To deliver better results for this search term we can set up a custom search term within the M2 admin. More on this below.

Search results for black fridge before

Having determined that this search terms doesn’t work as we’d like it to, we can add this as a search term in the admin as described. In order to do this, we need to determine a destination URL so that we can effectively override the search and direct that specific term to a specific page. Below I’ve selected the ‘Fridges’ category from the main site navigation. Then I’ve used the search filter on the left to select just the black fridges. This sends me to the page URL as shown below. Copy this URL to your clipboard and then we will use it to set up our custom search.

 

Filtered search for black fridges

 

If you now go back to the site admin you can create a New Search, this will display the following information. All we need to do is add the search query (in this case black fridge), select the Store View we want this search to apply to, and then add the redirect URL which we copied above. Click save. Please note that if the search query already exists in the database you will need to search for this on this page and then edit it – this only applies if you get a message to say that your search term already exists. As mentioned above, you can also set up a custom search for products or brands that you don’t carry. So if there’s a brand you don’t carry but you have some great alternatives – redirect that search term to a Magento landing page suggesting alternatives. You may make a sale when otherwise the visitor is just going to leave and go somewhere else. It’s also a great opportunity to share your knowledge with your visitors because you may have a much better alternative, this is your opportunity to say why.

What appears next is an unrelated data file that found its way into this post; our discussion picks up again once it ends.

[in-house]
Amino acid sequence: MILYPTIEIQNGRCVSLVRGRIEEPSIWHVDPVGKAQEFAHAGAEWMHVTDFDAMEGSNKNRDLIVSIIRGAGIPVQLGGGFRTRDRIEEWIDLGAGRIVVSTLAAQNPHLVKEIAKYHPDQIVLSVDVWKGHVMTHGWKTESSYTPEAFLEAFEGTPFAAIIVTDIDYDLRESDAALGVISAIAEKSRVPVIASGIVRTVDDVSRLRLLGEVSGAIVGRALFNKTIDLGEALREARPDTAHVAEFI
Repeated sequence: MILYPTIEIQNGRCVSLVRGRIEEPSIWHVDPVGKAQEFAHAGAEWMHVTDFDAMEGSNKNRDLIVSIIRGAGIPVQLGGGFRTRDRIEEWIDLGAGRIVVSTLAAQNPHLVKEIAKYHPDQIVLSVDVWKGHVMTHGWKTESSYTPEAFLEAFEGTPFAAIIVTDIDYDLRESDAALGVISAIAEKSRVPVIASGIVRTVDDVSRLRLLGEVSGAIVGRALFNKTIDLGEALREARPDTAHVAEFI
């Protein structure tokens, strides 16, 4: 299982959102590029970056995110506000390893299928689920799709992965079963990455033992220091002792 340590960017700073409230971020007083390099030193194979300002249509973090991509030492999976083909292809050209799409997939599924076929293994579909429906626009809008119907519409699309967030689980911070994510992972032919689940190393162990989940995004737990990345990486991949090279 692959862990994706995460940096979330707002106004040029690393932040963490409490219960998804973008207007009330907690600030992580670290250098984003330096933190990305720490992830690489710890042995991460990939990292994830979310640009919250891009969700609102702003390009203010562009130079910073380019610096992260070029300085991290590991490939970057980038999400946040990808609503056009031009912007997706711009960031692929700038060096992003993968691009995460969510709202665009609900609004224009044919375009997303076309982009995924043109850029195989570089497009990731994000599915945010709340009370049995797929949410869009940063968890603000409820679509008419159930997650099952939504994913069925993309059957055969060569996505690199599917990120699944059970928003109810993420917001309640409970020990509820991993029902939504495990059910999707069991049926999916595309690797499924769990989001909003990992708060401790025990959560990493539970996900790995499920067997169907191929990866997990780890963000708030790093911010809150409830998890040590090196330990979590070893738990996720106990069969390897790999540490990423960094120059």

add new custom search term

If you now go back to the main website and carry out the same search as before, you will get the results as shown below. Perfect!

customised search for black fridge search term

Search Synonyms

Search synonyms in Magento 2 is another way to customise search. This is a way to link related search terms but only applies to single words. If you have a single word search term that is commonly misspelt, you can link these by creating a Synonym. You do this by creating a list of words, separated by commas. When anyone searches for any of these words, they will all be linked to the same search results. These are especially useful for single search terms that can be misspelt. For anything else, there are the custom search options above.

How to Video